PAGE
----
Saturday, January 04, 2014


And then there were three

So we had those two Maple Ridge reports that seemed similar in several ways. Orange lights in the Northwest, moving slowly. Hours apart, but still curiously alike.

And then MUFON got a report from January 2, also in BC, but this time some distance up the coast. Not only that, but the witness was someone who knows his sky. It happened at 9:35 UTC, on Cortes Island.
Outside on my property viewed two unusual bright "stars" close together to the northwest relatively low to the horizon between a pair of trees. Estimated to be magnitude 0 or possibly even brighter, and immediately felt they were unfamiliar in the sky, two stars, that bright, that close together. Then I noticed they were slowly moving together against the background, eventually passing behind a tree, emerging out again on the other side of it, before disappearing from my view altogether behind the next set of trees. My initial thought is that they must be satellites, but it was quite late into the evening, and it is the middle of winter. Far too deep into Earth shadow for a low Earth orbiting satellite to be in sunlight. They were also moving very slow for satellites, so I gave some thought to the possibility of higher orbiting satellites, but they were very bright for that to seem likely. I checked a satellite database on my phone which revealed no passing satellites. I checked for Iridium flares scheduled for my location, but none were scheduled at this time, and it appears even Iridium satellites don't flare that late at night at this time of year here. Plus, there were two of these lights. I considered the possibility that these were like the NOSS triplets. I saw a set of NOSS triplets in 1997, and this was similar. The NOSS triplets are out of formation now, but apparently the Chinese Yaogan satellites fly in formation. I checked their known orbits and they don't seem like they were in the neighbourhood. I also believe their altitude places them too low to be in sunlight at that time of night. I am highly confident that these were not planes. Solid white/yellow steady star-like light, no sound, no nearby airports, very little air traffic on this part of the coast at all really. Honestly, I am stumped. I thought I would share, in case it's of any value to anyone, or if we are fortunate enough to learn of other reports.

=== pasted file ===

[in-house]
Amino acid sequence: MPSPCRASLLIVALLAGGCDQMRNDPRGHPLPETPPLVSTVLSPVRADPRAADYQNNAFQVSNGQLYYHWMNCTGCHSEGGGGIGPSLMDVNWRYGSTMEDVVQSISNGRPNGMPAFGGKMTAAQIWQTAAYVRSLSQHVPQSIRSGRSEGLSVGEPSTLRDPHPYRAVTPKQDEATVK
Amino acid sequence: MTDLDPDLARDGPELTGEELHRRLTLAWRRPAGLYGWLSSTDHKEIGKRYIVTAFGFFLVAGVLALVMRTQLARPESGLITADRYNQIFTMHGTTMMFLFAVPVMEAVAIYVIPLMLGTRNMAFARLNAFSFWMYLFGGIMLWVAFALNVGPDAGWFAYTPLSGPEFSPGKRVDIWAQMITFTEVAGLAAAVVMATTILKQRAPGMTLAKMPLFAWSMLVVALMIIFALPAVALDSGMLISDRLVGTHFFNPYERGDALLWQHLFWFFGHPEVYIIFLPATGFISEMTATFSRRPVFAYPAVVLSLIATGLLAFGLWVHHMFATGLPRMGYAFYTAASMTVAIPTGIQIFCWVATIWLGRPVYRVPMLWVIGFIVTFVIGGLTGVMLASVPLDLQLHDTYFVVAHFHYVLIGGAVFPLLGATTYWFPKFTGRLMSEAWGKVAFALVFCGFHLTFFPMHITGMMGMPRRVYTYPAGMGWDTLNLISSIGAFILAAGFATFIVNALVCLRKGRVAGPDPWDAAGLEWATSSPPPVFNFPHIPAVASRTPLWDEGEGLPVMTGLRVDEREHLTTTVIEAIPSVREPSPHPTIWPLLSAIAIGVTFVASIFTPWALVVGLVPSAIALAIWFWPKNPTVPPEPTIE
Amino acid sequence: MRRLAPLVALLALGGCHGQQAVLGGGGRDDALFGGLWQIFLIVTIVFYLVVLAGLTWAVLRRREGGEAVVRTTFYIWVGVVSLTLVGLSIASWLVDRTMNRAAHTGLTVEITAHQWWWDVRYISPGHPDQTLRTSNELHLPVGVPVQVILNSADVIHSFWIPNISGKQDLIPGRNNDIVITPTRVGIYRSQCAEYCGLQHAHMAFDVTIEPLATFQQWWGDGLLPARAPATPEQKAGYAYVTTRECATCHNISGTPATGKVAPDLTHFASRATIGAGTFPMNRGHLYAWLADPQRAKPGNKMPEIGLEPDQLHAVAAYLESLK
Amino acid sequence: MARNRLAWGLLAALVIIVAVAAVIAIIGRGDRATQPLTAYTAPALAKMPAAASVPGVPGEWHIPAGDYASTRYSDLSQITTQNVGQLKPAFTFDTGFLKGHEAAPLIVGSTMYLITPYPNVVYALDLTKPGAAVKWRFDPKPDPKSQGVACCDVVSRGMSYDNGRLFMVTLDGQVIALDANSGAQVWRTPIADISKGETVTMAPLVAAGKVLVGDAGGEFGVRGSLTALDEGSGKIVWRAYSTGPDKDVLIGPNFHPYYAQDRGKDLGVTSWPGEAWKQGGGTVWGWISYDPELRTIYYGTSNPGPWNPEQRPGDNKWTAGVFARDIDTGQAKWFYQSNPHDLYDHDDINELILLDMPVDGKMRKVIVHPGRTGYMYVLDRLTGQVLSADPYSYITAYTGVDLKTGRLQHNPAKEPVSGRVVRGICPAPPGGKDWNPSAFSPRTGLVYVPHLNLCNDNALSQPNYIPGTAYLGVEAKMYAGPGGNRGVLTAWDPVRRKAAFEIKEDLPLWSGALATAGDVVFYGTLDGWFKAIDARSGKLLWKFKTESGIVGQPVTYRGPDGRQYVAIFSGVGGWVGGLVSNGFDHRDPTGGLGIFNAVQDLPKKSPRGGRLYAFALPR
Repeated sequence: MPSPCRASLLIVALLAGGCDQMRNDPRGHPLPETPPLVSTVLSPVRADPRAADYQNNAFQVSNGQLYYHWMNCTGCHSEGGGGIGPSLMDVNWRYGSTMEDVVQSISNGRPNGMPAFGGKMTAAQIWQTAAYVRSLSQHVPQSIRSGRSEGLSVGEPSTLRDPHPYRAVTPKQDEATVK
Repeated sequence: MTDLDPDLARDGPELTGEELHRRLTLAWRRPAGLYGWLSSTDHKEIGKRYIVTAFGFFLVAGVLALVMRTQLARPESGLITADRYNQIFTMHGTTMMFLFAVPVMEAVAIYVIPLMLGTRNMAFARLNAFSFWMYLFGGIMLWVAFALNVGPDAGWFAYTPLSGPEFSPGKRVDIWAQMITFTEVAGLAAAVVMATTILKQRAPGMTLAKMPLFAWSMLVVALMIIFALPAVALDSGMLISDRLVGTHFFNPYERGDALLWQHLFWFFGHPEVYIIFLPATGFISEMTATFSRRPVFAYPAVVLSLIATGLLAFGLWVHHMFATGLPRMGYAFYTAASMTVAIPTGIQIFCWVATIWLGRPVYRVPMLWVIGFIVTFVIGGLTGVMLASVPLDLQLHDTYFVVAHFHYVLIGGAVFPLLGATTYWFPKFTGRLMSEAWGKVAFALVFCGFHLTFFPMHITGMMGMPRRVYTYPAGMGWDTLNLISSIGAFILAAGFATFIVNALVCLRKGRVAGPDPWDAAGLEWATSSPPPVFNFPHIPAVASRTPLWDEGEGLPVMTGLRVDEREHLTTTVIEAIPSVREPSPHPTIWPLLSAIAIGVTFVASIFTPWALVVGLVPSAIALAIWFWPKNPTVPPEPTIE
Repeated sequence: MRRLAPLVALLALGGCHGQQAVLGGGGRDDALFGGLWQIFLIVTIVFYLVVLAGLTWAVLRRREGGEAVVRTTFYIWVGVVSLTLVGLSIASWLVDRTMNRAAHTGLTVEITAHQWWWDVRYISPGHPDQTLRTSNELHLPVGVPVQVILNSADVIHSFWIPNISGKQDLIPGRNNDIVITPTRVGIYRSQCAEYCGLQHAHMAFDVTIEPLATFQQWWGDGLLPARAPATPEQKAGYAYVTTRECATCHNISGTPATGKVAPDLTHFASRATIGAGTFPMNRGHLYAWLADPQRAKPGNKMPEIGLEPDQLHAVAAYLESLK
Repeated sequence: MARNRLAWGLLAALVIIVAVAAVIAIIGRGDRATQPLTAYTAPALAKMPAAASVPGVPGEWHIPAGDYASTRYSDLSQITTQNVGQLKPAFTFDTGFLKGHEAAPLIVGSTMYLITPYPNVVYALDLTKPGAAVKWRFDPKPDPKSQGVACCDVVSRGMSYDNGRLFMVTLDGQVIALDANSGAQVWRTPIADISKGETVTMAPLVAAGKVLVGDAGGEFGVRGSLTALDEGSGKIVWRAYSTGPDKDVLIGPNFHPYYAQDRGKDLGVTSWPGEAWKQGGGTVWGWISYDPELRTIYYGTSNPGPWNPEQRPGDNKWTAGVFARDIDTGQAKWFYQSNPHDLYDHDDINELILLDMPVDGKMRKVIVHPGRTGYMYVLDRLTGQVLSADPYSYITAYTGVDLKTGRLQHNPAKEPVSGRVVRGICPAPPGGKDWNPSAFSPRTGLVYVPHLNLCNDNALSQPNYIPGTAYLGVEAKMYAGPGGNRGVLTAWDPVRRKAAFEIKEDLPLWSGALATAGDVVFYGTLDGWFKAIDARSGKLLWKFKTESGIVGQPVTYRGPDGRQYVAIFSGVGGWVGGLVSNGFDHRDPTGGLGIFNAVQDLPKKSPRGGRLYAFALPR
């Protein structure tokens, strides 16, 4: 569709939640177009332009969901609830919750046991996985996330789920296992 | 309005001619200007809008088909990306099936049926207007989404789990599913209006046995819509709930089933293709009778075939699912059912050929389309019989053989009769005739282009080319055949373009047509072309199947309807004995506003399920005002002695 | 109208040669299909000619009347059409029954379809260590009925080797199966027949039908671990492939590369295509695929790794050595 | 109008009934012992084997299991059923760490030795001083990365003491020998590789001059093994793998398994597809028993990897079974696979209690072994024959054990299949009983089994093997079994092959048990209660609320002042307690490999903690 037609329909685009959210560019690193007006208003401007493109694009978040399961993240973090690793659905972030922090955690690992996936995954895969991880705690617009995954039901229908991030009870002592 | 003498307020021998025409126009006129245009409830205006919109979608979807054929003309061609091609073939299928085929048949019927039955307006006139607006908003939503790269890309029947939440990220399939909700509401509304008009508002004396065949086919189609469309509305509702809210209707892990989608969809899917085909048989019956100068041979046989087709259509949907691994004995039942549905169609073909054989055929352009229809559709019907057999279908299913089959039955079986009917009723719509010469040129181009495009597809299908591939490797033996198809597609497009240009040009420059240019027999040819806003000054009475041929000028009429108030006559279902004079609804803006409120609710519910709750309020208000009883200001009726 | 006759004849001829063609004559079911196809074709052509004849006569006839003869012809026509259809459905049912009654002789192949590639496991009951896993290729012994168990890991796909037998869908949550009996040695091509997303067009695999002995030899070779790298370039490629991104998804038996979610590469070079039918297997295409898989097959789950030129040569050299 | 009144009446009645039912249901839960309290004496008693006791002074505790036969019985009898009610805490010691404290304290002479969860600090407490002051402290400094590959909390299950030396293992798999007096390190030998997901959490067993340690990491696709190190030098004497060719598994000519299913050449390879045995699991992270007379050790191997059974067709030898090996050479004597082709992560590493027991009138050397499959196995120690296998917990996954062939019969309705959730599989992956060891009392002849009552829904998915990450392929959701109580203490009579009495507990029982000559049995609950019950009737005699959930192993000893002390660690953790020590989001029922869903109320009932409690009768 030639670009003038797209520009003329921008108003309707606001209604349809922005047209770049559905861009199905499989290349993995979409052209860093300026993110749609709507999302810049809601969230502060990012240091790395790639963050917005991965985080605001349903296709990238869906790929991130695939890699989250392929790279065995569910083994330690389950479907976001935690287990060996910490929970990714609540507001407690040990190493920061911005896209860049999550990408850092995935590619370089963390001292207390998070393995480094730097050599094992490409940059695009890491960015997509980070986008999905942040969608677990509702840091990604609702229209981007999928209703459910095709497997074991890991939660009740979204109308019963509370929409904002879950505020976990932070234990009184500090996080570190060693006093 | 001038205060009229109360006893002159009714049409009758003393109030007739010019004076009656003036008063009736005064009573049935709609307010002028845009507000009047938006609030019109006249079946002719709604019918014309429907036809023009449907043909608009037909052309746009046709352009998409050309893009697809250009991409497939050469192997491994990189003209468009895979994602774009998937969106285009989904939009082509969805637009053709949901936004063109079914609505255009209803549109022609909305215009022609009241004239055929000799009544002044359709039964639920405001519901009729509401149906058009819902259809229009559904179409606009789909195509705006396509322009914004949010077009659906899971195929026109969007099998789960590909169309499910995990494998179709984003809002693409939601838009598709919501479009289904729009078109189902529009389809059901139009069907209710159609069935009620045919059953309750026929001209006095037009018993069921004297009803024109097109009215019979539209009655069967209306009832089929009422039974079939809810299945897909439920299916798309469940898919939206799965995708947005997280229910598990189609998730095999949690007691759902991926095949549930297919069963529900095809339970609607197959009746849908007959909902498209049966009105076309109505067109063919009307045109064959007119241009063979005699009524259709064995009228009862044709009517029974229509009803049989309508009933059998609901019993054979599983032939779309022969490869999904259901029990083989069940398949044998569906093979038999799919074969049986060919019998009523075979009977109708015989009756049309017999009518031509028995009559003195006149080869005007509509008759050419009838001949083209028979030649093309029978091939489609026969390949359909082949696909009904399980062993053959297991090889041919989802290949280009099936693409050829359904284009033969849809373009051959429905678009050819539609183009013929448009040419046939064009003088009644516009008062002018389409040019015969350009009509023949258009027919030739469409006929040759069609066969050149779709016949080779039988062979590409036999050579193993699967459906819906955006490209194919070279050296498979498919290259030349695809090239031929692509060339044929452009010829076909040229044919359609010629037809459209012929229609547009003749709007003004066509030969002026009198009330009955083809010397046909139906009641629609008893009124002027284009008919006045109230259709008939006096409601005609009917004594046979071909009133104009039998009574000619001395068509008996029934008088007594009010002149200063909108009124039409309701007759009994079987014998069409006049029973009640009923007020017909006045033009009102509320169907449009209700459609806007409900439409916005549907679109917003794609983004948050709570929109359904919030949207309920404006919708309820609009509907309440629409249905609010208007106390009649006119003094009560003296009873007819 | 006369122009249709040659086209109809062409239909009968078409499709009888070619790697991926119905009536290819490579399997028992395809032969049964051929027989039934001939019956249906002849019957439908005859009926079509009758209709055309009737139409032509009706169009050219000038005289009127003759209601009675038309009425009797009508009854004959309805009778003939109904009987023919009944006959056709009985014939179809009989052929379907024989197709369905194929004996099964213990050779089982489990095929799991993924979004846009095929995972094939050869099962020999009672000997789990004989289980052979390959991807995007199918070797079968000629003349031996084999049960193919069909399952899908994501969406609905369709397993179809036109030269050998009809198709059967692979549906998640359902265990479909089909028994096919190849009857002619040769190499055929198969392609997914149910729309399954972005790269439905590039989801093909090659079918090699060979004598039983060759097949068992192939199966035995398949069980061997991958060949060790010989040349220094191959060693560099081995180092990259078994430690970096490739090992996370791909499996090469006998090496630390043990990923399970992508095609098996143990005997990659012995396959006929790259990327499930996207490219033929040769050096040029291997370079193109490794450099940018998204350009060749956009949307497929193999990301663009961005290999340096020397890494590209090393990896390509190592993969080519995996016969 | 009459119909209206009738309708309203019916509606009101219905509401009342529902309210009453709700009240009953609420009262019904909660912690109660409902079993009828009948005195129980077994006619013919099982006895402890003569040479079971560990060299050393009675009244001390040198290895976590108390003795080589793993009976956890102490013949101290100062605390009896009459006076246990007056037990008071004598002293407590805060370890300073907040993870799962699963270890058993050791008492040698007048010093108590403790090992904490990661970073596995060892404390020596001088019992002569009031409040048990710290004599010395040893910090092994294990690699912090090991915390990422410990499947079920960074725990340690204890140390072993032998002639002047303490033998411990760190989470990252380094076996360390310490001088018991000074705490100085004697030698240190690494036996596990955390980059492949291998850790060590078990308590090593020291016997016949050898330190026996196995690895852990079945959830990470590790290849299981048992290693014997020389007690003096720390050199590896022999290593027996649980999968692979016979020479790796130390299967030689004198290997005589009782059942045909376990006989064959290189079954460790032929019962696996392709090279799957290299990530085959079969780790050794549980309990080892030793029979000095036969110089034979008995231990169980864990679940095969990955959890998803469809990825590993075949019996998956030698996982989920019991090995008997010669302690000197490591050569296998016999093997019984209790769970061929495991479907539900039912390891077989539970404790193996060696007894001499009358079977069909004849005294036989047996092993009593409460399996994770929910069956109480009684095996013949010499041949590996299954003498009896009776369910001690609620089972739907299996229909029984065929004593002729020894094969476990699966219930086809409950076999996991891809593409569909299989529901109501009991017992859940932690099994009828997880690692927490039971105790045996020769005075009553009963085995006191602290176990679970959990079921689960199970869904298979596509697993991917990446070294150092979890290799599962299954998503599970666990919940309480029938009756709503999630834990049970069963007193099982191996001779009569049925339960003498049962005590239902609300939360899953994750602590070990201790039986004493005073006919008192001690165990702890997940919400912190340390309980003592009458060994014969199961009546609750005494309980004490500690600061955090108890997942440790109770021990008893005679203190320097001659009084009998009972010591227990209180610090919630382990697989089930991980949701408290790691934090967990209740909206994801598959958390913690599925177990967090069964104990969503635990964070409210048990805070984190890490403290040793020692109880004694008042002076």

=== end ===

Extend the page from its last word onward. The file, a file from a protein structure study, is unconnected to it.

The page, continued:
I'll note several things:

This guy really knows his sky. He even ruled out known NOSS and Iridium satellites. With his careful use of online resources, it's odd that he didn't mention FlightAware, which would have given some insight into aircraft activity. Nevertheless, an interesting report, even though they were only lights.

But notice both the Maple Ridge sightings and this one from up the coast all report slow-moving orange lights in the northwest. There must be a clue there.

Is it something as simple as some aircraft making runs up the coast? The lack of flashing aircraft wing lights is simple to explain; at a distance, navigation lights are no longer visible, and all you see is a steady light. Furthermore, at a distance, a red light will shift to orange.

I think we need to do an actual observational experiment to see what happens when a standard aircraft flies into the distance. What do you actually see visually from the ground?


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